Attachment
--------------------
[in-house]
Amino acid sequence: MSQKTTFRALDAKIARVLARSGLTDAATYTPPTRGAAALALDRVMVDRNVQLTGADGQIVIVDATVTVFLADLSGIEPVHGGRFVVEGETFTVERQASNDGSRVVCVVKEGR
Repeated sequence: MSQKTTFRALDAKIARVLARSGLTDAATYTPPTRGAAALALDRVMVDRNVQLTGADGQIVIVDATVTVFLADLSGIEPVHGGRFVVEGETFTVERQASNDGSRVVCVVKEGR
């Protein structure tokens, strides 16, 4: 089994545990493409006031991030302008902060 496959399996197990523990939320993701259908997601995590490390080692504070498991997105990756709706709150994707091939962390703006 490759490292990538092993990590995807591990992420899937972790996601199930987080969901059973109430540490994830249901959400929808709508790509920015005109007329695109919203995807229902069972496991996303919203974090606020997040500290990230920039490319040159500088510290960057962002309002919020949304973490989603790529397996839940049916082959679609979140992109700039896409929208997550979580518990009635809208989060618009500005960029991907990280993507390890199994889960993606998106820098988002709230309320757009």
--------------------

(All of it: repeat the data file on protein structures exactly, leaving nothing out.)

[in-house]
Amino acid sequence: MSQKTTFRALDAKIARVLARSGLTDAATYTPPTRGAAALALDRVMVDRNVQLTGADGQIVIVDATVTVFLADLSGIEPVHGGRFVVEGETFTVERQASNDGSRVVCVVKEGR
Repeated sequence: MSQKTTFRALDAKIARVLARSGLTDAATYTPPTRGAAALALDRVMVDRNVQLTGADGQIVIVDATVTVFLADLSGIEPVHGGRFVVEGETFTVERQASNDGSRVVCVVKEGR
């Protein structure tokens, strides 16, 4: 089994545990493409006031991030302008902060 496959399996197990523990939320993701259908997601995590490390080692504070498991997105990756709706709150994707091939962390703006 490759490292990538092993990590995807591990992420899937972790996601199930987080969901059973109430540490994830249901959400929808709508790509920015005109007329695109919203995807229902069972496991996303919203974090606020997040500290990230920039490319040159500088510290960057962002309002919020949304973490989603790529397996839940049916082959679609979140992109700039896409929208997550979580518990009635809208989060618009500005960029991907990280993507390890199994889960993606998106820098988002709230309320757009």